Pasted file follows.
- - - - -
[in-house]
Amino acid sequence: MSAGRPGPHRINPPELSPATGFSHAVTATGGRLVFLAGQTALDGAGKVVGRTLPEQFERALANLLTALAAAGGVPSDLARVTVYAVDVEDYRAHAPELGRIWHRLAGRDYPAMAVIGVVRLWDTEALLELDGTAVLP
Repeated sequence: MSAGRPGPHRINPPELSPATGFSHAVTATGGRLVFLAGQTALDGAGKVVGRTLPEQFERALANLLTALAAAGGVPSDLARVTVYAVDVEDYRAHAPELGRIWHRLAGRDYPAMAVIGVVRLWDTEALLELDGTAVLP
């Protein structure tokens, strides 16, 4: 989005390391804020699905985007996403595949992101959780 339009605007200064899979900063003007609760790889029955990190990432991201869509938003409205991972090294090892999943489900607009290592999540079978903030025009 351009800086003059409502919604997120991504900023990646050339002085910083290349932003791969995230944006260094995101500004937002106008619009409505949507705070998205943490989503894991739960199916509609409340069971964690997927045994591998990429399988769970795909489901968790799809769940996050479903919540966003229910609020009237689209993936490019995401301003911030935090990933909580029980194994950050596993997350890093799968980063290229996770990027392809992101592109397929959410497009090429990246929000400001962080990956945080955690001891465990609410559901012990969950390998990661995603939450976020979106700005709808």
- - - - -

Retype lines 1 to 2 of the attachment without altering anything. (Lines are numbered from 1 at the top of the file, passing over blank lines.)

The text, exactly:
[in-house]
Amino acid sequence: MSAGRPGPHRINPPELSPATGFSHAVTATGGRLVFLAGQTALDGAGKVVGRTLPEQFERALANLLTALAAAGGVPSDLARVTVYAVDVEDYRAHAPELGRIWHRLAGRDYPAMAVIGVVRLWDTEALLELDGTAVLP